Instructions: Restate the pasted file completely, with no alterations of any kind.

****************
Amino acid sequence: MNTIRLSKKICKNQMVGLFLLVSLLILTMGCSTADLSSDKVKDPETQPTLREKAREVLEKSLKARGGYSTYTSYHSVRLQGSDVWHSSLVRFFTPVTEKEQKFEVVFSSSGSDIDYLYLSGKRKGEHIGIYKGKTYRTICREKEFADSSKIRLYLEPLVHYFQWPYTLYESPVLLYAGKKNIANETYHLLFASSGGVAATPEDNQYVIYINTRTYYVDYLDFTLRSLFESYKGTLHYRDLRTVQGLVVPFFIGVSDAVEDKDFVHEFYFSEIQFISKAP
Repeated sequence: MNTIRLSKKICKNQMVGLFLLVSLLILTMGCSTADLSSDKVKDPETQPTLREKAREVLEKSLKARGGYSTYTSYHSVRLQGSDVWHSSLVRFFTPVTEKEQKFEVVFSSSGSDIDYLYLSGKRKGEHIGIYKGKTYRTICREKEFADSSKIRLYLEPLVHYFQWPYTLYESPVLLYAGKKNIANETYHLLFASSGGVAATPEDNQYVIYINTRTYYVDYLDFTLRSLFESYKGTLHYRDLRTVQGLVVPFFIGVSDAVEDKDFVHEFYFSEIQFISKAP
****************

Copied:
Amino acid sequence: MNTIRLSKKICKNQMVGLFLLVSLLILTMGCSTADLSSDKVKDPETQPTLREKAREVLEKSLKARGGYSTYTSYHSVRLQGSDVWHSSLVRFFTPVTEKEQKFEVVFSSSGSDIDYLYLSGKRKGEHIGIYKGKTYRTICREKEFADSSKIRLYLEPLVHYFQWPYTLYESPVLLYAGKKNIANETYHLLFASSGGVAATPEDNQYVIYINTRTYYVDYLDFTLRSLFESYKGTLHYRDLRTVQGLVVPFFIGVSDAVEDKDFVHEFYFSEIQFISKAP
Repeated sequence: MNTIRLSKKICKNQMVGLFLLVSLLILTMGCSTADLSSDKVKDPETQPTLREKAREVLEKSLKARGGYSTYTSYHSVRLQGSDVWHSSLVRFFTPVTEKEQKFEVVFSSSGSDIDYLYLSGKRKGEHIGIYKGKTYRTICREKEFADSSKIRLYLEPLVHYFQWPYTLYESPVLLYAGKKNIANETYHLLFASSGGVAATPEDNQYVIYINTRTYYVDYLDFTLRSLFESYKGTLHYRDLRTVQGLVVPFFIGVSDAVEDKDFVHEFYFSEIQFISKAP